Arizona offers three types of probate proceedings: informal, formal and supervised. Supervised probate is rare and involves continuous court intervention under special circumstances. Most wills are submitted for informal probate, a shorter and usually less expensive process. Probate should be opened within two years of the testator’s death, and objections to the will should also be filed within two years, though there are numerous exceptions.
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In Arizona, formal probate is a court process to determine whether or not a will is valid. If you challenge a will before it is submitted for probate, it is barred from informal probate and has to proceed as a formal probate. However, this is not your last chance to object.
During Informal Probate
After a will has been submitted for informal probate, you have four months from the time the court receives it to file an objection and force the matter to open under formal probate instead. If you don’t object during this time, an order is entered by the court to proceed with administration of the estate informally. You can also contest a will at any time while it is in the informal probate process, forcing a formal probate hearing. If you do this, informal probate is essentially frozen until your objection can be heard by a judge and jury. The executor is not permitted to take any further action until the issue is resolved.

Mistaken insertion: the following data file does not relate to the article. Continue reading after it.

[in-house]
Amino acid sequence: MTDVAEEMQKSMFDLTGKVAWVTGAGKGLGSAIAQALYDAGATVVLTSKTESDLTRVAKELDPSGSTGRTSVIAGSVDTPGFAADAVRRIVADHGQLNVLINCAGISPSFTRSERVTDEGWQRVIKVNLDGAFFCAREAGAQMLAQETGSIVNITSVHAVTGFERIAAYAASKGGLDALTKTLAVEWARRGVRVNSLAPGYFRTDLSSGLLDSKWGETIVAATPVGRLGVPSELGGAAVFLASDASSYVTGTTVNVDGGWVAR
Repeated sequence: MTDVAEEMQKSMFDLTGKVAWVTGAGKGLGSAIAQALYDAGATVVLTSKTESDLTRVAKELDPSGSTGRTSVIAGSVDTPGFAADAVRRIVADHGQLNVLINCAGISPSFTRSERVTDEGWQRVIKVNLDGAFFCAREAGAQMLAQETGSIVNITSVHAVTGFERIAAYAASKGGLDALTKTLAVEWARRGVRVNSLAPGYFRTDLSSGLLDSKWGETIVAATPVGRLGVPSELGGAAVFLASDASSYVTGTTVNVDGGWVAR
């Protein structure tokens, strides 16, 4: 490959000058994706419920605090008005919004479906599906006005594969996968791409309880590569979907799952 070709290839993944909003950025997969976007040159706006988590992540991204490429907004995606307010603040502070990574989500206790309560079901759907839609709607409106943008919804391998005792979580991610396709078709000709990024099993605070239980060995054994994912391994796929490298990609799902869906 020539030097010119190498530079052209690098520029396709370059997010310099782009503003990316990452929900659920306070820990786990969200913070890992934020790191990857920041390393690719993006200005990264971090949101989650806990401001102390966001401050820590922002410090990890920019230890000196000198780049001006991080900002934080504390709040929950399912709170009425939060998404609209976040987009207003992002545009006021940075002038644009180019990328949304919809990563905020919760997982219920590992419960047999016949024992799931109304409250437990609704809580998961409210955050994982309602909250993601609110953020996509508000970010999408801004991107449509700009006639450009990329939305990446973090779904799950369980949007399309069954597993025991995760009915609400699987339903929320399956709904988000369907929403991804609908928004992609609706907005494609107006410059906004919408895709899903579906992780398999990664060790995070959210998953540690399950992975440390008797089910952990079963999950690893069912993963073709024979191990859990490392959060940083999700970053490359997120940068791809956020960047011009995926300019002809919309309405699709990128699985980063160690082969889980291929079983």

After Probate Closes
After informal probate closes, it is still possible to reopen the matter up to one year later, or up to two years after the testator’s date of death, whichever occurs last. Informal probate distributions to beneficiaries and payments are “conclusive” only unless superseded by an order from the court to open a formal probate or testacy proceeding during this time. However, once formal probate concludes, it is binding.
If you are objecting to actions taken by the executor, or the person appointed to probate the estate, pay the debts and make the bequests, you can do this up to three years after the testator’s death. Complaints that the executor abused his power must be filed within six months of the estate closing, however. Complaints that beneficiary distributions from the estate were not made properly can be made within a year of the date of distribution or within three years of the date of death.
References & Resources
- Onecle: Arizona Revised Statutes - Title 14 Trusts, Estates and Protective Proceedings - Section 14-3108 Probate, Testacy and Appointment Proceedings; Ultimate Time Limit
- KeytLaw: Arizona Probate Law - Frequently Asked Questions
- Murphy Law Firm, Inc.: Contesting Wills and Trusts in Arizona
- Supreme Court of Arizona: Order Adopting the Arizona Rules of Probate Procedure
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